For me the message goes beyond even policy: the most powerful chapter is “Mourning.” Ewing, herself an artist and celebrated poet, brings her poetic voice and unique insights as a South Side native to a deep understanding of the nature of loss when a school is closed. She eloquently describes what she calls “institutional mourning.” The students and their parents, the teachers who have lost their jobs and their connections to their students – all talk of the closing of the school as a death. An inalterable loss. The generations of family members who went to the school are seen as being erased, along with the many stories – happy, sad, silly, perilous, hopeful stories – that get told and re-told when former students re-connect, when families get together. The lives and legacies of Black civic leaders, artists, writers, educators for whom the schools were named are lost as well, purging a community of pride, accomplishment, elders and identity.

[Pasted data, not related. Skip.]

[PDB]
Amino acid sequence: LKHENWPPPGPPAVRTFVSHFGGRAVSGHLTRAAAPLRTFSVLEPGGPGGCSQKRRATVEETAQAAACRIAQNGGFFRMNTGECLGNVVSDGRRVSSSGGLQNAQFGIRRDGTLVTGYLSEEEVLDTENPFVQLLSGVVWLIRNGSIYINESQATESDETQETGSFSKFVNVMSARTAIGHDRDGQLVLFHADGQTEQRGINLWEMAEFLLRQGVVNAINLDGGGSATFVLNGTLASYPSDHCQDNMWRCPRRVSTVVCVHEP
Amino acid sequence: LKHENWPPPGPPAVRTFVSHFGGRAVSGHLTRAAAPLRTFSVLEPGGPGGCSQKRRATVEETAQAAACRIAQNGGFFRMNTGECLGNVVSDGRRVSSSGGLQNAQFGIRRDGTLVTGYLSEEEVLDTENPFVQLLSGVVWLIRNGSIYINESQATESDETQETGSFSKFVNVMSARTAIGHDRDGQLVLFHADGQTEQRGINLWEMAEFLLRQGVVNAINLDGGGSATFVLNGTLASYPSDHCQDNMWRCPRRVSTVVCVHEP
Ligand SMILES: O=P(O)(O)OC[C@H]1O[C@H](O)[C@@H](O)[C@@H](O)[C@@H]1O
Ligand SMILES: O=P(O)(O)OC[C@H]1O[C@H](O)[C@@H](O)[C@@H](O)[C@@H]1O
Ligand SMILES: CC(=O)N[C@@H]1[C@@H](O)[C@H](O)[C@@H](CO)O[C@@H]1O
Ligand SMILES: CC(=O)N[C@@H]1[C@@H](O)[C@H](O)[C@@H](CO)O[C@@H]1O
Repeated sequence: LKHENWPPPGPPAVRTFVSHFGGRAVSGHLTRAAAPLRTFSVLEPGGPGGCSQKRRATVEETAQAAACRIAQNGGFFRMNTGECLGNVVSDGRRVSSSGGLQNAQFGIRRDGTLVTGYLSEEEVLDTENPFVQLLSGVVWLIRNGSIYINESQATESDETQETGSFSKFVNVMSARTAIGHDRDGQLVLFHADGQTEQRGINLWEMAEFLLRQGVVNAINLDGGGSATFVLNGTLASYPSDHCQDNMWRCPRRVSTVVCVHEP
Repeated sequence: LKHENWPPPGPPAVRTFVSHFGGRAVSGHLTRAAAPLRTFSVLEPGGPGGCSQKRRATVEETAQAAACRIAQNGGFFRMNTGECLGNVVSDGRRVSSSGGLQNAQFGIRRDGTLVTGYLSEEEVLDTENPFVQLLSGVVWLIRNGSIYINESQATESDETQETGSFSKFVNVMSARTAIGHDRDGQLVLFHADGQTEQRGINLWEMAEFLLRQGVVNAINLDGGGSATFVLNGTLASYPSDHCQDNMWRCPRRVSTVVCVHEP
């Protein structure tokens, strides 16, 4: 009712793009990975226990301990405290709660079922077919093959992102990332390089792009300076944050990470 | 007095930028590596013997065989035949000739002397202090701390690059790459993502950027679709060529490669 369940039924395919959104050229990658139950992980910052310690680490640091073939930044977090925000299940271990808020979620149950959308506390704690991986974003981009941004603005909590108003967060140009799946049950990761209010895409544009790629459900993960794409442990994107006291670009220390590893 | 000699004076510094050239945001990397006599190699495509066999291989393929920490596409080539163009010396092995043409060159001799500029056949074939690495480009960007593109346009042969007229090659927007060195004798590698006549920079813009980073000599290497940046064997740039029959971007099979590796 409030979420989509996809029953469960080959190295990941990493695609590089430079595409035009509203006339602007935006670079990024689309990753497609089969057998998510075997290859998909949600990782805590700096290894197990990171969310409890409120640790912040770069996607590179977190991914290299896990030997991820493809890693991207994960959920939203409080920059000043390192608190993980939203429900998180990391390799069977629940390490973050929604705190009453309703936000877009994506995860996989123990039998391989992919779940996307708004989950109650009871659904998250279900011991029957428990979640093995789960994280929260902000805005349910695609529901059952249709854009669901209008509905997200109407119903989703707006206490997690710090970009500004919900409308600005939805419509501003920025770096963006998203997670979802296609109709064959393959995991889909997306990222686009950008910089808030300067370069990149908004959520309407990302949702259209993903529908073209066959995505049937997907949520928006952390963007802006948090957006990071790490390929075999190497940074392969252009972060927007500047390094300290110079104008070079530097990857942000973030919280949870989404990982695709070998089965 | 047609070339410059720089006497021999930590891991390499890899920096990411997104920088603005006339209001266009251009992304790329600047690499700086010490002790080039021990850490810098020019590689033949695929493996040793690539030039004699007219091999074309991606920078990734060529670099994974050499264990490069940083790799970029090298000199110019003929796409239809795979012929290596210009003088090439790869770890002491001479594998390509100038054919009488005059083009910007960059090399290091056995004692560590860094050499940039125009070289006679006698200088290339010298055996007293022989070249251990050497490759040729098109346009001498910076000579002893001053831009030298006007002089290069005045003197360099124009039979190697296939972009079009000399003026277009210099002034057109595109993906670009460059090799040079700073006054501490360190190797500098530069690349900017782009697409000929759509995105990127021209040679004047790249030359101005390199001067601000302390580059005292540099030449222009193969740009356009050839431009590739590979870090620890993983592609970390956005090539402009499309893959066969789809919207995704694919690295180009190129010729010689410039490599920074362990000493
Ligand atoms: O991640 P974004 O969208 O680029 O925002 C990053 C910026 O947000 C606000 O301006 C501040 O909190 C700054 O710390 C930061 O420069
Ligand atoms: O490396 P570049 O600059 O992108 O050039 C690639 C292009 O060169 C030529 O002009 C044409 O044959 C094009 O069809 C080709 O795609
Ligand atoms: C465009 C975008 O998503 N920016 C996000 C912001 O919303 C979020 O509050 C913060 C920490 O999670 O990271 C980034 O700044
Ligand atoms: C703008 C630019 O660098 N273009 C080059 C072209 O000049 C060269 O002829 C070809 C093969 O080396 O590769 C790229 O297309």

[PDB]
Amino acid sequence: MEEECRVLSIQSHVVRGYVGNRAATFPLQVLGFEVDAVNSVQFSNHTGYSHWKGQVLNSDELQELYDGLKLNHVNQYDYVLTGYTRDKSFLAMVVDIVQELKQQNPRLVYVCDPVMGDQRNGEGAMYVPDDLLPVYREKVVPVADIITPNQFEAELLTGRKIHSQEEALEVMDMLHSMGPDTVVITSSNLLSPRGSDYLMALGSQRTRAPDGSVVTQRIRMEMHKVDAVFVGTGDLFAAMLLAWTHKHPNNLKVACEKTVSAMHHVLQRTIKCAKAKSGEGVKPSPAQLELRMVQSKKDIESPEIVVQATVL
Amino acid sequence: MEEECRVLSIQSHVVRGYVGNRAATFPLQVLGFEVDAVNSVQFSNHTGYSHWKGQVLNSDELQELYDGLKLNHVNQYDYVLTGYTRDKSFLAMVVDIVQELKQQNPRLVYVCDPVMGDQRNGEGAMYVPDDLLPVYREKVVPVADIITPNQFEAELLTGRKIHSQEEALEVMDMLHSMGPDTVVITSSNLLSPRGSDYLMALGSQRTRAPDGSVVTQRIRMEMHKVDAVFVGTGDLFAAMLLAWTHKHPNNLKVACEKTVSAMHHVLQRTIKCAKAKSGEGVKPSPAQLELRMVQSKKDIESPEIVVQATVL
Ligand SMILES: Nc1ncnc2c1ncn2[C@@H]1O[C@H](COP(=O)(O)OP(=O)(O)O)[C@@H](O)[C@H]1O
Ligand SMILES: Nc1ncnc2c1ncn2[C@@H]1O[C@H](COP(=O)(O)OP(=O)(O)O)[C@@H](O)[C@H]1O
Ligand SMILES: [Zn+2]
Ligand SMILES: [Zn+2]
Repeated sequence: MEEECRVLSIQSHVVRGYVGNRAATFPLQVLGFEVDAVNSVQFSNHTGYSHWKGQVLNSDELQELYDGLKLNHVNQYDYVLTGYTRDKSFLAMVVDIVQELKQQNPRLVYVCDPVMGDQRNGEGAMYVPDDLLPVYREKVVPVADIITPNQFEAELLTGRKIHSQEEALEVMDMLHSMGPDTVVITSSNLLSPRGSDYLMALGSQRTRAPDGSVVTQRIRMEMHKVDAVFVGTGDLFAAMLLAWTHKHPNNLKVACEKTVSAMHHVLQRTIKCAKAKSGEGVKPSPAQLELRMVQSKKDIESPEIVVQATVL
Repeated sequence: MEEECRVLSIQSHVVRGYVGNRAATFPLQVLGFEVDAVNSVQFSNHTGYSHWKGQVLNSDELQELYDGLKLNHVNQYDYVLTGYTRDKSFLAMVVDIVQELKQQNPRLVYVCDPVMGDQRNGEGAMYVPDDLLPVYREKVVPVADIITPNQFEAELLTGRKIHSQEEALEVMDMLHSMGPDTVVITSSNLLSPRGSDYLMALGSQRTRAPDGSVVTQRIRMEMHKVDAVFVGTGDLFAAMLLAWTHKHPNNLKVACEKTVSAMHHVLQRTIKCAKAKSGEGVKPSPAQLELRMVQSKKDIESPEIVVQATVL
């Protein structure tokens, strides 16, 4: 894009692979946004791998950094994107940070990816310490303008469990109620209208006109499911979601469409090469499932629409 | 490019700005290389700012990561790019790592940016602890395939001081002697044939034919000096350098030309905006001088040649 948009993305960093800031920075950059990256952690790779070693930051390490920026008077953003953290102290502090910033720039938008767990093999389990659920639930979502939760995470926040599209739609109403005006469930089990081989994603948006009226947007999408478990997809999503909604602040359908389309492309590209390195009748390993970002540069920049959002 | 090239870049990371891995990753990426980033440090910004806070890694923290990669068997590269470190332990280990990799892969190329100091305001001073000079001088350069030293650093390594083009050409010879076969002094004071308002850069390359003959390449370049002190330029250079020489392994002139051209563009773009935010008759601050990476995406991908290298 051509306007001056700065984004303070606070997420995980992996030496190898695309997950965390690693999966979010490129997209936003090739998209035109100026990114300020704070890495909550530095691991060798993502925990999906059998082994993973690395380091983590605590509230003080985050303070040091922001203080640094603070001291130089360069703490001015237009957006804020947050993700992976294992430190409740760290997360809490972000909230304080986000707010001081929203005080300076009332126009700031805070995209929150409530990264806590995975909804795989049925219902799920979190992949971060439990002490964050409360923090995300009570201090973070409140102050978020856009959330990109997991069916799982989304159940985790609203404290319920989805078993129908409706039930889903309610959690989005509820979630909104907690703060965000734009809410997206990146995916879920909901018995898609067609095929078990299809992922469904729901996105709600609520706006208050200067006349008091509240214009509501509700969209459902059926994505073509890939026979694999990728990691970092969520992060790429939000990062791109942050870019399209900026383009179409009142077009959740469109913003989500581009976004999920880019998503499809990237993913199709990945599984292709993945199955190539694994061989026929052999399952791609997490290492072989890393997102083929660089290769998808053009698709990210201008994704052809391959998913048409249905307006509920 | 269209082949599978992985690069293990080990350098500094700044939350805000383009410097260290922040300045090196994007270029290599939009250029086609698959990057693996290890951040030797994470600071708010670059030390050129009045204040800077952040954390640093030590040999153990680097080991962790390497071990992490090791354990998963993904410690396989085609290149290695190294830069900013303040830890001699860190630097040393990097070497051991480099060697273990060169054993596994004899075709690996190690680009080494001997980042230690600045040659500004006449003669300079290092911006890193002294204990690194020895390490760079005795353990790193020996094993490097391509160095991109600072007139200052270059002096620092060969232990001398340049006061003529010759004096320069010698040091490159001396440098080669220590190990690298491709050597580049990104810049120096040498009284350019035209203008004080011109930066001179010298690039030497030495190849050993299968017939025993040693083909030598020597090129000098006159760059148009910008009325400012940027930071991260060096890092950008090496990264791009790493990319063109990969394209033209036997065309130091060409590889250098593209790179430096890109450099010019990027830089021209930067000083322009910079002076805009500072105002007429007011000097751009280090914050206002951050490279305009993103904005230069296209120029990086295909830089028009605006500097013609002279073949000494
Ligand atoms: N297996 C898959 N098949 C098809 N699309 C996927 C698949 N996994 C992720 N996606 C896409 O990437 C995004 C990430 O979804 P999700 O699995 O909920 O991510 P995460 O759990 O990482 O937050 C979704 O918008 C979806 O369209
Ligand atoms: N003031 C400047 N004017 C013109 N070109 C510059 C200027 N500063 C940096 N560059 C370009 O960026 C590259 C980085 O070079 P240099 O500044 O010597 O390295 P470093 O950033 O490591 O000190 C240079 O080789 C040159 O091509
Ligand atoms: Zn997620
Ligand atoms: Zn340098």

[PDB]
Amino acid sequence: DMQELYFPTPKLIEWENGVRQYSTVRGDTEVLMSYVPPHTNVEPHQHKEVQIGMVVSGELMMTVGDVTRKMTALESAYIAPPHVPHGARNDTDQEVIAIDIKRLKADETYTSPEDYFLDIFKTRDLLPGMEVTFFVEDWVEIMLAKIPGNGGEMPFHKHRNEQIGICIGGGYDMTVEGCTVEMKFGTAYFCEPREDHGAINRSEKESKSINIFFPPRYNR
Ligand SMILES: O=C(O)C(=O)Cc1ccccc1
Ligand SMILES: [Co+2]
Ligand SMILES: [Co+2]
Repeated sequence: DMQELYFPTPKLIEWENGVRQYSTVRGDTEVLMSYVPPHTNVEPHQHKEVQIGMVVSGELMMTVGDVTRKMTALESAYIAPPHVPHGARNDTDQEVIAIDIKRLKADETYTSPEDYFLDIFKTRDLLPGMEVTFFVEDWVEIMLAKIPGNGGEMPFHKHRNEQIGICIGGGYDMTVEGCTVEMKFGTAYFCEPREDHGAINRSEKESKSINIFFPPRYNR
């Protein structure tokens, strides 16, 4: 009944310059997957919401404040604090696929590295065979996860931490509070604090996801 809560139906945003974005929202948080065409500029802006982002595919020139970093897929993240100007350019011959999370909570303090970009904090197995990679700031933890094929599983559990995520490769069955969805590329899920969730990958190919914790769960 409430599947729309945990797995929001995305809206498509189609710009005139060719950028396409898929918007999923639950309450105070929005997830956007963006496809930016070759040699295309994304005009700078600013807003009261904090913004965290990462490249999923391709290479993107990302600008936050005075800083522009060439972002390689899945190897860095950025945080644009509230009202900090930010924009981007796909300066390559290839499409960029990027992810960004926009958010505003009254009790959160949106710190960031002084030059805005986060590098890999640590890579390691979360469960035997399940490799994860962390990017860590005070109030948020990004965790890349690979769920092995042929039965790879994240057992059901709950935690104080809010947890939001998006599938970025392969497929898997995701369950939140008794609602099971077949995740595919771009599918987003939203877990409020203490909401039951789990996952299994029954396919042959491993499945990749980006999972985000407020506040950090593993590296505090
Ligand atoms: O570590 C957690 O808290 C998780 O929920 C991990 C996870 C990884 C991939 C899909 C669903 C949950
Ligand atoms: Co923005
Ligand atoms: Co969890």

For Ewing, and those she listened to, the loss is not just the school as an institution. She says the loss of an institution is also the loss of who we were when that institution was with us. We mourn the building, the activities, the classes, the actions on the playground. But the “ghosts” aren’t just the names of favorite teachers now gone or class rolls of students; they are us – the “we” – who we were as a part of the life of that institution, a life before and after our presence there. A source of shared identity and common good gone. School closings are an erasure. Careless or deliberate? Racist or merely thoughtless? For Ewing there is no question: erasures are continuous with Jim Crow, with legal discriminations old and new, with cultural destruction. She asks “Is there room for democracy and real grassroots participation in a school system that has been run like an oligarchy?” If school closings and other policy decisions are framed as “what is the history that has brought us to this moment?,” then the questions of “who gets to decide?” and “how do power, race, and identity inform the answer to that question?” are more likely to shape the decisions. That is the hope she holds out, the reason she wrote this book as a re-framing.